BCD #25

Blind Contour Drawing #25 –
“Dishcloth on Line #3 ”
– Mary Pratt 1997

Mary Pratt grew up on one of the most well-regarded streets in Fredericton, New Brunswick. She was one of two daughters to a Harvard-educated provincial cabinet minister.

She was heavily influenced by her maternal grandmother, Edna McMurray, who was the co-founder of the first Imperial Order Daughters of the Empire (IODE) chapter in New Brunswick. Pratt, like her grandmother, served her community on several boards and communities during her lifetime, especially with matters of the arts and education.

Pratt attended Mount Allison University, studying Fine Arts under Alex Colville, Ted Pulford, and Lawren P. Harris. It was Colville who influenced the development of her style and her subsequent move toward realism. Harris was less enthusiastic. In her second year, she met the artist Christopher Pratt they married in 1957. Harris was quick to inform her that there could only be one artist in a marriage and she was not it.

Despite his forewarning, Pratt kept up with her practice even after they moved to Scotland so that her husband could attend the Glasgow School of Art. They had two children while there and even though she had very limited time, she continued to paint. They moved back to the Maritimes in 1961, to Newfoundland, Christopher’s home, had 2 more children and Pratt continued to work. The couple separated in 2004.

While she was frustrated by the lack of time she could work, she kept up with her practice by focusing on the ordinary things she found around her home in rural Newfoundland. She began to experiment with the use of light and found that she couldn’t sketch fast enough so started to take photos of mundane moments that she described as having an erotic charge. Months later, getting the slides back, she would reassess if her subject still held that special quality and only painted those moment that she loved.

This portrayal of the ordinary helped Pratt earn national recognition. She started to show her work in 1967 and by the 1970’s her focus was turned towards the everyday objects of women’s domestic lives.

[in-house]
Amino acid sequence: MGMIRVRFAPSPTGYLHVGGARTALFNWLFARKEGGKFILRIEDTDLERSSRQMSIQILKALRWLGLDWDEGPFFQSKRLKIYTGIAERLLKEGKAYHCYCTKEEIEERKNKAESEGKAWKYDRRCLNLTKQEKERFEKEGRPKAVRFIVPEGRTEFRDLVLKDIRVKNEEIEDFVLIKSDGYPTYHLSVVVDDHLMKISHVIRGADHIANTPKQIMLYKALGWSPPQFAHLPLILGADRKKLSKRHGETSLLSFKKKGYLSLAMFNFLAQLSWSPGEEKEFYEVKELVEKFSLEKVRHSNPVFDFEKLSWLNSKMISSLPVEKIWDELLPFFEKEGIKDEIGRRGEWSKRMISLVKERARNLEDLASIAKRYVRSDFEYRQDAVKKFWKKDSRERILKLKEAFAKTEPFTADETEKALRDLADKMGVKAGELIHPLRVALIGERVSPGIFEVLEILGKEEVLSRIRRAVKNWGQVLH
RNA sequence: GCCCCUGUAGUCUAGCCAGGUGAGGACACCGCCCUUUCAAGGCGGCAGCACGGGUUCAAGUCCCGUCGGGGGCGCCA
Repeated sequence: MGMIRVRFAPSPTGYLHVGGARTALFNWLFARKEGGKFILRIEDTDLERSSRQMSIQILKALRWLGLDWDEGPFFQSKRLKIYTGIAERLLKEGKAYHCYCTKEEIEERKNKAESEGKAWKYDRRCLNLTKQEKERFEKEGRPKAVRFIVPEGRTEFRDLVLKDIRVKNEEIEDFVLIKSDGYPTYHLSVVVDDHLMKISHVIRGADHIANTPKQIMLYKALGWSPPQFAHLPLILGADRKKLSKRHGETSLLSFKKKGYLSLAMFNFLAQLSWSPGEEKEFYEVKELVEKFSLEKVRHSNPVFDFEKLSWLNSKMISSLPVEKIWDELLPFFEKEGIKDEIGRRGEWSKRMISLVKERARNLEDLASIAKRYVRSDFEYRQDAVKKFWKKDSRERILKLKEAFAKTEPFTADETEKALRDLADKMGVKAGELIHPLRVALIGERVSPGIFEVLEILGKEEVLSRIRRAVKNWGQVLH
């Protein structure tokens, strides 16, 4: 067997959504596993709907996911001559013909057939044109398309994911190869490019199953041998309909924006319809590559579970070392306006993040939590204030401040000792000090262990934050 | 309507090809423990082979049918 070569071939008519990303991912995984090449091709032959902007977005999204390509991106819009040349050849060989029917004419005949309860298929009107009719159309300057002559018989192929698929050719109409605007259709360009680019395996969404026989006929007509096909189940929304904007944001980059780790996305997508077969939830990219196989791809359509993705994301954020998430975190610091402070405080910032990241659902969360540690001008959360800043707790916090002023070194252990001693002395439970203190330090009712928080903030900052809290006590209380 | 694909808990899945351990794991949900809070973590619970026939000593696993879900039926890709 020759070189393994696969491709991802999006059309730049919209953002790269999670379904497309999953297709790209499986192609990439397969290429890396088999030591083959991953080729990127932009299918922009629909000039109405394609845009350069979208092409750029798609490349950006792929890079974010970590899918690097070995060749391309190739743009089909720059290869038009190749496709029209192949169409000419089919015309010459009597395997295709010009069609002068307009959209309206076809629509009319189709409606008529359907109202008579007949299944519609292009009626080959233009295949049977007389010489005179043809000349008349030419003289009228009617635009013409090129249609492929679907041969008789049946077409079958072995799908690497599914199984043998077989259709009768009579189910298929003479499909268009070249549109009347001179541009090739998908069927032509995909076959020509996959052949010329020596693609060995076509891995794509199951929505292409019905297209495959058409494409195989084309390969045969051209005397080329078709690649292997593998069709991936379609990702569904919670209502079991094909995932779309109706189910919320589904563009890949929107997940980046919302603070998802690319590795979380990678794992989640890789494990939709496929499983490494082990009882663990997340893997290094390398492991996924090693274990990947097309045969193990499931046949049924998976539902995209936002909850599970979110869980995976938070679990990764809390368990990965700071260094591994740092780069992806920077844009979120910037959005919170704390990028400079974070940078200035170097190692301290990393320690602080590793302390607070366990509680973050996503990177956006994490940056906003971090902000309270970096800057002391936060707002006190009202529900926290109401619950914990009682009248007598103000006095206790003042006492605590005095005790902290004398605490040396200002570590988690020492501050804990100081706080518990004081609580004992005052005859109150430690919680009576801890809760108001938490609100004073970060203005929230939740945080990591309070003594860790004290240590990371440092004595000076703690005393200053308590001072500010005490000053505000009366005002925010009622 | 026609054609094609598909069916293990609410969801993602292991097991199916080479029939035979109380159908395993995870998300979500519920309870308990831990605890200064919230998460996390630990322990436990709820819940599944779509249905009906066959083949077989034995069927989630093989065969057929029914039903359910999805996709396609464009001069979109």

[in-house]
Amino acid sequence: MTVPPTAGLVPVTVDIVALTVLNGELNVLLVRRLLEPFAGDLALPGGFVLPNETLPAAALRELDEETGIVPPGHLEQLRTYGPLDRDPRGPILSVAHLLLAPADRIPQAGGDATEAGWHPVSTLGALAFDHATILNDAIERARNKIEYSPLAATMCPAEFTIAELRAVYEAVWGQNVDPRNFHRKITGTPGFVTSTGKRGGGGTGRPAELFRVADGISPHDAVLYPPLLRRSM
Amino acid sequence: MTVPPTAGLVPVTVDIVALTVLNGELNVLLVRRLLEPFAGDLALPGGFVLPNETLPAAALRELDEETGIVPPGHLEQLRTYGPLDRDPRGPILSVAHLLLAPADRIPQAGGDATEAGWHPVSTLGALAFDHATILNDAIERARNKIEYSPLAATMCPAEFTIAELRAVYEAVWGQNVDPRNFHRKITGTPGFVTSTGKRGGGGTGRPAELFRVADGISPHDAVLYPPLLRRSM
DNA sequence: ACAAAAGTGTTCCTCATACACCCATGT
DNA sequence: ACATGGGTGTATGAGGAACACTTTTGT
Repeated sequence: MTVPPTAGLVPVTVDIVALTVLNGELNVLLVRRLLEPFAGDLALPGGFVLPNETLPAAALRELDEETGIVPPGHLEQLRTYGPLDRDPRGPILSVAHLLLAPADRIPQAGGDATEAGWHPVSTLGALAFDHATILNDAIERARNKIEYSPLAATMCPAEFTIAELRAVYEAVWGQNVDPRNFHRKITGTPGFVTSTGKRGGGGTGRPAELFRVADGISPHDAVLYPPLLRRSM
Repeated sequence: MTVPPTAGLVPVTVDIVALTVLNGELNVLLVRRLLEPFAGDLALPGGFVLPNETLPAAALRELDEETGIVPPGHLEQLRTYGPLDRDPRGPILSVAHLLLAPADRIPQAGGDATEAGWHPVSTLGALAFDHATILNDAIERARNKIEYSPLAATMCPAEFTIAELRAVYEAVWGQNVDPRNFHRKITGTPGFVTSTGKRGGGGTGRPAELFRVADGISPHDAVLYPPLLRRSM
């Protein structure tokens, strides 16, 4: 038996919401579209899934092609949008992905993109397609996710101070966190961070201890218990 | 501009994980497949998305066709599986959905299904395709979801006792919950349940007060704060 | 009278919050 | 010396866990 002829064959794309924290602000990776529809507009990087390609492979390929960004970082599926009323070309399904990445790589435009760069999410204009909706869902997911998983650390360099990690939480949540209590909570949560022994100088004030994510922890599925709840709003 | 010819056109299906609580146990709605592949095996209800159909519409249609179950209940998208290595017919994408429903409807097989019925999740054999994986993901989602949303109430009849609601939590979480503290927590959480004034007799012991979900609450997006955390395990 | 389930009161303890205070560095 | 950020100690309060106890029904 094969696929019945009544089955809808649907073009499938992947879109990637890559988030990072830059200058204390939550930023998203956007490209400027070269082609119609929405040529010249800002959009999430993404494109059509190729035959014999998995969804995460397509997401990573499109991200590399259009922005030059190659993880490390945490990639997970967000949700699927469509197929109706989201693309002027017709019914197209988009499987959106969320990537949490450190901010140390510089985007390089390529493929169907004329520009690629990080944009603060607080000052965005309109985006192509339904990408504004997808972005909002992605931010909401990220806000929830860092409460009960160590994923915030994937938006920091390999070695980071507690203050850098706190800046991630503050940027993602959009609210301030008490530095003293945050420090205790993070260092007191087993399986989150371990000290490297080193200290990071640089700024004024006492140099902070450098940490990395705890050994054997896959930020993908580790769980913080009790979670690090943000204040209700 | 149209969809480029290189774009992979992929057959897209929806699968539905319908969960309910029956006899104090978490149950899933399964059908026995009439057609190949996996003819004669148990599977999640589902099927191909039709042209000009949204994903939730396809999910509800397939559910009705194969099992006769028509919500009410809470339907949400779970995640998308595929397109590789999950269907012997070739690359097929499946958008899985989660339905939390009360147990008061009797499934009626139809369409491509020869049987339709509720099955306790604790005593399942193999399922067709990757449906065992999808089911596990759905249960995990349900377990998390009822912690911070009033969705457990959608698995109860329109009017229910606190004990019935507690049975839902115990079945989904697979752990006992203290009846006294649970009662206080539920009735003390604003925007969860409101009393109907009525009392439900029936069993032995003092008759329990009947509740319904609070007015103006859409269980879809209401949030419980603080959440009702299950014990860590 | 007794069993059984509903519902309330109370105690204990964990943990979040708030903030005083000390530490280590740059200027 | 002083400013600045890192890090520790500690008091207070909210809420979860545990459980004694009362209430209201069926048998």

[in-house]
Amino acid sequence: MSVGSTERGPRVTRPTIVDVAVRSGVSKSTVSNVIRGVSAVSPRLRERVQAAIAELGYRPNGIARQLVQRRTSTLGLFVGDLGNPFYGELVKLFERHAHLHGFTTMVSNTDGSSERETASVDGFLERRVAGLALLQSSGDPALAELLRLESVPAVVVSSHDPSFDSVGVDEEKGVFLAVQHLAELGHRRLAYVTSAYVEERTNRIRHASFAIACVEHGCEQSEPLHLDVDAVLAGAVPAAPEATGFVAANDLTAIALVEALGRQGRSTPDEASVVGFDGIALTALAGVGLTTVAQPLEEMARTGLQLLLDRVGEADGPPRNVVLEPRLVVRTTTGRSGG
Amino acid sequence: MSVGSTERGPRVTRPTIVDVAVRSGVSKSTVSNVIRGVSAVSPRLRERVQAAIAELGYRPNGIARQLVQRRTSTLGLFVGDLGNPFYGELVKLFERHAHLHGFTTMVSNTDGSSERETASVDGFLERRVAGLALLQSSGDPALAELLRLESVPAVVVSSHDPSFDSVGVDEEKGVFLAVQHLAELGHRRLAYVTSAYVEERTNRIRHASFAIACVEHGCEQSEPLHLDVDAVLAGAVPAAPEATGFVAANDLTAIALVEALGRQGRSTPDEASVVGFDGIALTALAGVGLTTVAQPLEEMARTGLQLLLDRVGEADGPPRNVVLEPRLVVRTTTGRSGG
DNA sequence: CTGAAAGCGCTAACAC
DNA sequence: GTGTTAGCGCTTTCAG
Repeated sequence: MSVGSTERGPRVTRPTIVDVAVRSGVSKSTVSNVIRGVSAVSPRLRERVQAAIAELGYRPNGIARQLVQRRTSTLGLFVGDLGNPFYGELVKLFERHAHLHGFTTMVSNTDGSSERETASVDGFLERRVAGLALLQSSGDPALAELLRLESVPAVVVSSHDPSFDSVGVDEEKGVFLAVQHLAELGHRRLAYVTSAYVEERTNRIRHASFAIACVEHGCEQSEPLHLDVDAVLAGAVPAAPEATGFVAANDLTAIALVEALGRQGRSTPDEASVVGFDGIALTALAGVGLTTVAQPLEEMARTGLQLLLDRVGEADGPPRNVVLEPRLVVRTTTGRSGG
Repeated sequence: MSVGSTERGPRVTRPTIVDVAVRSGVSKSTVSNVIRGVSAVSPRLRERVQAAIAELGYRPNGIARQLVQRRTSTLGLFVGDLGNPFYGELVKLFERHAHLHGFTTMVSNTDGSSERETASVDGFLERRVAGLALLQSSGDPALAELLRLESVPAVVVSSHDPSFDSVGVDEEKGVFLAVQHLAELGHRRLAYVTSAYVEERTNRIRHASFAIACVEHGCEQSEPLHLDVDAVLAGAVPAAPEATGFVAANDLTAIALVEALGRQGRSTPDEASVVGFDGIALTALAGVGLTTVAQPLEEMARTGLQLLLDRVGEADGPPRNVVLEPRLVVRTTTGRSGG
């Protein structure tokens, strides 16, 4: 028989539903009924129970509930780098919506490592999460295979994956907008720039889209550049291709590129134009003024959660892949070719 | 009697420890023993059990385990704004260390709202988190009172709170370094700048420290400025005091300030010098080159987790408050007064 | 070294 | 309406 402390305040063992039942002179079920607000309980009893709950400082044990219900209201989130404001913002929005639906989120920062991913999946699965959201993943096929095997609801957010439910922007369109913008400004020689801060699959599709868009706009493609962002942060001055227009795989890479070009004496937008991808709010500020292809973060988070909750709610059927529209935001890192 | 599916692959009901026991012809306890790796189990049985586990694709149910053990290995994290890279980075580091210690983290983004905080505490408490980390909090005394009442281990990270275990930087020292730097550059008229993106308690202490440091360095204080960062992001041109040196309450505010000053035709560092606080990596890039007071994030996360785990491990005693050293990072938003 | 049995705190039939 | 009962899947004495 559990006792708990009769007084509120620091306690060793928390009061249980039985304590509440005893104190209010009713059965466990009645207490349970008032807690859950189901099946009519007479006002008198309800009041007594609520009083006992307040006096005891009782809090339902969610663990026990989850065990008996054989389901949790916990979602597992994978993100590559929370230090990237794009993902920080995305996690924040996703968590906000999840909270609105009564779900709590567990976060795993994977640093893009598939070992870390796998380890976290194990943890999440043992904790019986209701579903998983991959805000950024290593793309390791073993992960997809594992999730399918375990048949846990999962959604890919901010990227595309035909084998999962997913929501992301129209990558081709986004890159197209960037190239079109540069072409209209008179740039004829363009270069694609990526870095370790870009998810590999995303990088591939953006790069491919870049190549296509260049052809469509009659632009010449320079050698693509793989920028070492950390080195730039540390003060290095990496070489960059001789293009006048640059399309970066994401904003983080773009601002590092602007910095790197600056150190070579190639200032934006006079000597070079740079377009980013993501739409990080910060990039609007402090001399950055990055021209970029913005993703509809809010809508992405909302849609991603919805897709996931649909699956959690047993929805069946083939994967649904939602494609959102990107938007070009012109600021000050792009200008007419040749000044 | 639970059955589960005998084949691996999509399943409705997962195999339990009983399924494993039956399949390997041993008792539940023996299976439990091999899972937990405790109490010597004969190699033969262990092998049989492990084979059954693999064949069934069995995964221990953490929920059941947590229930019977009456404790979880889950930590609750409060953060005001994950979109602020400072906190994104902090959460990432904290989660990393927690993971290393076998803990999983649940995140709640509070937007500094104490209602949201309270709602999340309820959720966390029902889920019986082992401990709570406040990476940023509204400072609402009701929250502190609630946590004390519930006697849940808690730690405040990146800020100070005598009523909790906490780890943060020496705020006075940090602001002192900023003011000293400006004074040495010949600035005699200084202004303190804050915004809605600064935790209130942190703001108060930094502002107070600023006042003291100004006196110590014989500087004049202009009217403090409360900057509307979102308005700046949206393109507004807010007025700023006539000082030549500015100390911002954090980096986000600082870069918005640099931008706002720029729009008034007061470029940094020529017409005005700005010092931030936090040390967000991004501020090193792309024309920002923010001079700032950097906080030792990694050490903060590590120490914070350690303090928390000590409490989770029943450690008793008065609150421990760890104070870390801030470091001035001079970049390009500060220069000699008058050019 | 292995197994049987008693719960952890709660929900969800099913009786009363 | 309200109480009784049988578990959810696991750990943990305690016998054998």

In 1996, Pratt was named Companion of the Order of Canada. In 1997, she was awarded the Molson Prize for visual artists from the Canada Council for the Arts. In 2013, she was made a member of the Royal Canadian Academy of Arts. She was also awarded nine honorary degrees from various universities throughout Canada. Pratt was also the first Atlantic woman to have a solo exhibition at the National Gallery of Canada.

Pratt suffered severe near-sightedness, which is reflected in the focal depth of her paintings. She also found difficulty walking and using her hand by middle age because of Rheumatoid arthritis. She continued to paint until her late 70’s.

Her subject matter elevated the mundane scenes of domesticity. Pratt’s art was powerful and political. It was derived from what she called an erotic charge for the moment she captured and then painted.

Born: March 15, 1935, Fredericton, New Brunswick
Died: August 14, 2018, St. John’s, Newfoundland

BCD#24

 

Blind Contour Drawing #24 –
“I have spoken with this green person”
– Rachel Berman 2010

Once known as Susan King, Rachel Berman reclaimed her birth name as an adult after she successfully discovered the names and of her biological parents and her own birth story. She was born in New Orleans in 1946 and was raised by foster parents in Victoria B.C. She abandoned the foster system at an early age and lived a tough life.

She was a self taught artist and traveled and worked in the U.S., Ireland and in Canada, she eventually settled in Victoria B.C. where she grew up. She worked as a greeting card artist. Her quirky animal characters, Mooky McBeth and Vanessa Vanilla eventually became characters in children’s books. She was nominated for the Governor General’s award for English Language Children’s Literature-Illustration in 2009 and 2013.